My spouse wants a divorce. I do not. What do I do?

couple arguing a divorce lawyer

There is nothing more heartbreaking than hearing your spouse say the words, “I want a divorce.” Particularly if you are not prepared or it seems out of the blue. Even if you have been sensing things have been wrong for a long time, it is still a hard pill to swallow.

Your first thought may be to do anything you can to save the marriage such as counselling or couple’s therapy. But your spouse may be saying “I’m done.” If you truly want to make your relationship work and avoid getting a divorce, you need to show that you are capable of change.

It can seem unfair or unrealistic that something like this is happening to you. Whether you and your spouse decide to make it work or get a divorce, there are certain things you should and should not do.

What not to do if your spouse wants a divorce. 

If you want to save your marriage, you need to give that option the best opportunity you can. Many people sabotage the chances of saving their marriage by lashing out at their partner or becoming vengeful. However, these actions can hinder your chances of saving your marriage and could actually drive your partner away even further. While it may be hard to control your initial reaction to finding out your spouse wants a divorce, this is what you should avoid doing:

  • Don’t Act Out: Causing a scene, flirting with other people, abusing drugs or alcohol, etc.
  • Don’t Beg: Pleading for your spouse to stay or putting unnecessary pressure on them.
  • Don’t Bargain: Buying your spouse gifts as a way of buying back their love.
  • Don’t Spread rumours or gossip: Talking to friends and family about your spouse in a negative way.
  • Don’t Manipulate: Do not push or pressure your spouse. Mind games will not help you here.
  • Don’t Spy: Do not follow or track your spouse. Give them space. You want to build trust, not break it.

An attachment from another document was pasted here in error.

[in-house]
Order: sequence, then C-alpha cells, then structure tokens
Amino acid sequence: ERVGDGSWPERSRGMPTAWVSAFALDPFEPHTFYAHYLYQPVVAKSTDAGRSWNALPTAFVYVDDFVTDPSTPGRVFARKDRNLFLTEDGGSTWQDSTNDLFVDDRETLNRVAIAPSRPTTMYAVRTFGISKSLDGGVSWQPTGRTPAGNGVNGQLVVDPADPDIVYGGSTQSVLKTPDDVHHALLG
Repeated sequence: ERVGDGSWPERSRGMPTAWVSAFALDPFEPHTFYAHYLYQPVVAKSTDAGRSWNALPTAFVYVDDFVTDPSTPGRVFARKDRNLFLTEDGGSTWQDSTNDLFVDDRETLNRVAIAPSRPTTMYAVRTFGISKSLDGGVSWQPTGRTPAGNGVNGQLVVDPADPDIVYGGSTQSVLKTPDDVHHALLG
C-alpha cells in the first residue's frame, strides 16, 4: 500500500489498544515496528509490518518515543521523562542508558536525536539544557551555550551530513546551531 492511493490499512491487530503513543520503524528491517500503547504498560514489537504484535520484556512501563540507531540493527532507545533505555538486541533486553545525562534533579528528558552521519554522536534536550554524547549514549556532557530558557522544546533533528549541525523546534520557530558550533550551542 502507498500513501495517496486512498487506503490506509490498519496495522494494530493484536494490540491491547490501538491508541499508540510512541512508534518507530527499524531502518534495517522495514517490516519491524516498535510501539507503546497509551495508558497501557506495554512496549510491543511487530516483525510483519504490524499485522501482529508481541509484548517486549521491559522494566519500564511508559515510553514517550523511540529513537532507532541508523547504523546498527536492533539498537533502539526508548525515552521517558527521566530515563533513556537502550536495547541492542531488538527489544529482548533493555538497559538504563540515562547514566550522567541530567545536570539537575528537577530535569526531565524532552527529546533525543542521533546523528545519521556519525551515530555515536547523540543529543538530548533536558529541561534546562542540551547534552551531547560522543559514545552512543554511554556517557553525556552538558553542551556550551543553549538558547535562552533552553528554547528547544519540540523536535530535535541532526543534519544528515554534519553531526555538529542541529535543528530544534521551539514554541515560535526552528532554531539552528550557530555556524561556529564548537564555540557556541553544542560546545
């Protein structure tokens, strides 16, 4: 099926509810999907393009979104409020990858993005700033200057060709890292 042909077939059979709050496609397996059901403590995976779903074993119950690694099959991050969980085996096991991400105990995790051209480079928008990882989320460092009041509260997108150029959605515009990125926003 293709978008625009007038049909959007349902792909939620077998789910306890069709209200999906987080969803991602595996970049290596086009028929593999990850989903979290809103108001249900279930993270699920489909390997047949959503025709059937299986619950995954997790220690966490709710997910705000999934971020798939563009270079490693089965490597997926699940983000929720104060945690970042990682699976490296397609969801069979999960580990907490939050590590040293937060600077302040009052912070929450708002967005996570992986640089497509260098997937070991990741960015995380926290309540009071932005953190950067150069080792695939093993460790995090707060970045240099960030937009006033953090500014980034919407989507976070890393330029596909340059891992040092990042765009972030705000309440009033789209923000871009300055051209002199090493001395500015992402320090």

If you are set on giving your marriage a chance, you need to give your partner a chance to get on board with the idea. You cannot expect them to change their mind when you display one of those behaviours.

What to do if your spouse wants a divorce.

Your spouse’s affection cannot be bought, bribed, or won over through mind games. Your spouse has likely thought about getting a divorce for a long time. It’s not a simple decision to be made. They could have been thinking about a divorce for months, even years, before saying anything. In which case, it may be difficult to sway their decision. However, if there is any chance of repairing your relationship and avoiding divorce, these are a few things you can do when you interact with your spouse:

  • Do Move Forward: Whether or not your partner stays, show them that you will move forward with confidence and a plan. While you want to stay optimistic, you still need to be prepared if you do get divorced.
  • Do Let Your Thoughts Be Known: Talk to your partner about how you want to save your relationship. Be patient and calm. Allow your partner to give their perspective and actively listen to what they have to say.
  • Do Control Your Emotions: It is okay to be vulnerable, but do not allow your anger to sabotage your relationship. If your emotions start to boil up in conversation, take a moment to yourself before continuing so you can reel them back in.
  • Do Be Respectful: Treat your partner with respect and have respect for yourself.
  • Do Avoid Arguments: Do not engage in an argument if your spouse tries to start one. Even if that means walking away from the situation. If you and your partner want to discuss your relationship, do so calmly and civilly.
  • Do Give Each Other Space: Do not question or nag your spouse about their whereabouts. A part of building trust with your partner is to give them space and the freedom they need and deserve.